For Knighton, however, there seems to be no clock ticking at all. After having gone through his own rite of passage, he is finally dwelling in blindness—or, in his own words, “settling in [his] skin in a way [he] hadn’t before.” Crip time seems to feel expanded for Knighton: he can write more and more.
While Dugdale unhesitatingly says that he does not want to get his sight back, Evans flies across the Atlantic to receive an alternative experimental medical intervention with only a slight chance of giving him (some) portion of his sight back. Dugdale considers his experiences as a blind person “fun,” “rich,” and “moving.” In a cheerful tone, describing the effects of his blindness, he says: “I’m so happy that I stayed on the planet to experience them.” Hamilton, on the other hand, recalls in tears the time when she nearly lost all her sight. “That was the longest, like, three, four months of my life,” she says. “I was so depressed, I had [sighs] you know [sniffles] … I was really ready to kill myself.”
Importantly, as Vision Portraits goes on to demonstrate, passage into blindness never happens in isolation from other marginalized embodiments and social positions. “I’m already within … one of the most racist, homophobic [laughs] industries [laughing] that exist,” Rodney Evans says, sharing his hesitation to add blindness to an already precarious intersectional reality. In other words, the already accelerated clock of crip time might be ticking at an even faster rate for a Black, gay blind filmmaker than it would for an unmarked blind filmmaker.
Alison Kafer is again helpful here: “I realize that [my] position [of not wanting to become more disabled] is itself marked by an ableist failure of imagination, but I can’t deny holding it.” 10 Evans did not want to become more blind, and Hamilton thought of killing herself upon losing her sight; but these reactions do not mean that they lack the realization or political awareness that Kafer advances. (Vision Portraits and Nearly Sighted provide proof to the contrary.) Rather, the two positions are not mutually exclusive. “We need time to be sad, to be frustrated,” Sheppard writes, “even as we acknowledge that the reason for our sadness and frustration are ableist structures, norms, and expectations.” 11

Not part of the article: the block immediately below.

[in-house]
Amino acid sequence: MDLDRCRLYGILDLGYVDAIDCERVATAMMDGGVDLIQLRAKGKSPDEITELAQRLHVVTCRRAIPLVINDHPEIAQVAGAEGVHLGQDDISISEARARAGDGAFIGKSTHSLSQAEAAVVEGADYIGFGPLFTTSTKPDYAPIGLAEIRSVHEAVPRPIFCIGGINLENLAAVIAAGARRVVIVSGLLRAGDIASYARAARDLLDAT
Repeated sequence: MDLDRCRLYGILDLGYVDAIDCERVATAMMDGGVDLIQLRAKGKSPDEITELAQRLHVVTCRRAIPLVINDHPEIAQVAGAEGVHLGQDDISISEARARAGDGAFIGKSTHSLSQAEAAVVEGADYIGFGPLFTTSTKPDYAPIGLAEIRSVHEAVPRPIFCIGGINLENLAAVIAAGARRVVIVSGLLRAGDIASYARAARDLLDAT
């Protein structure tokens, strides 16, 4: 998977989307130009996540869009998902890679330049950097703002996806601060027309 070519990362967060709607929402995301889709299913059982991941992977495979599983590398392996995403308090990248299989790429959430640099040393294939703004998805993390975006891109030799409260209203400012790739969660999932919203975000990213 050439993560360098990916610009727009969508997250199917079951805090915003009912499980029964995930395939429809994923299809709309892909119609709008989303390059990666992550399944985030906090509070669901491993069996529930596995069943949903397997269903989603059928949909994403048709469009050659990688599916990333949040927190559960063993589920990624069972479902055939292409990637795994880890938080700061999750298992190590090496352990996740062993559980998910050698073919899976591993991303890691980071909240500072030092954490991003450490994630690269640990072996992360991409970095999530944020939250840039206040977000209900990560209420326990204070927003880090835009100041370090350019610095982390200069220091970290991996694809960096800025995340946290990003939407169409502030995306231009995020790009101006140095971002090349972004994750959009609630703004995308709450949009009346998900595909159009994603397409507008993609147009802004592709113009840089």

Tears and sadness, being angry at becoming blind, being depressed, even having suicidal thoughts about remaining blind—all are just as much a part of the process of becoming blind as are dwelling in serenity, thriving, and finding an aesthetic resource in blindness. Mourning what one has lost, fearing that what remains will also be lost, seeking and desiring cures—all belong to the process of becoming blind. They, too, are stories of disability. Exactly because Vision Portraits holds space for these rather uncomfortable, harder-to-embrace aspects of disability, it is squarely situated within disability justice politics. Because difficult aspects, situations, and positions exist and persist, it is crucial to have more documentaries like Vision Portraits, more performances like Nearly Sighted, more experiential life stories of blindness, and more disability imaginaries that can help to offer alternatives to hegemonic ableist narratives that counter the “inability to imagine disabled lives” as lives worth living. 12
Unlike traditional rites of passage (such as graduations, weddings, funerals), which are already scripted and rehearsed countless times and reiterated, there are no scripts, no guides, and no customs for how to come to live with and dwell in disability. In the absence of such narrative traditions, newcomers to disability can hope to learn from already disabled peers who take the time and energy to provide guidance, to walk/wheel them through, and, yes, to write scripts and fashion documentaries for their rites of passage into disability. Thanks are owed to Hamilton, Knighton, and Dugdale for doing just that.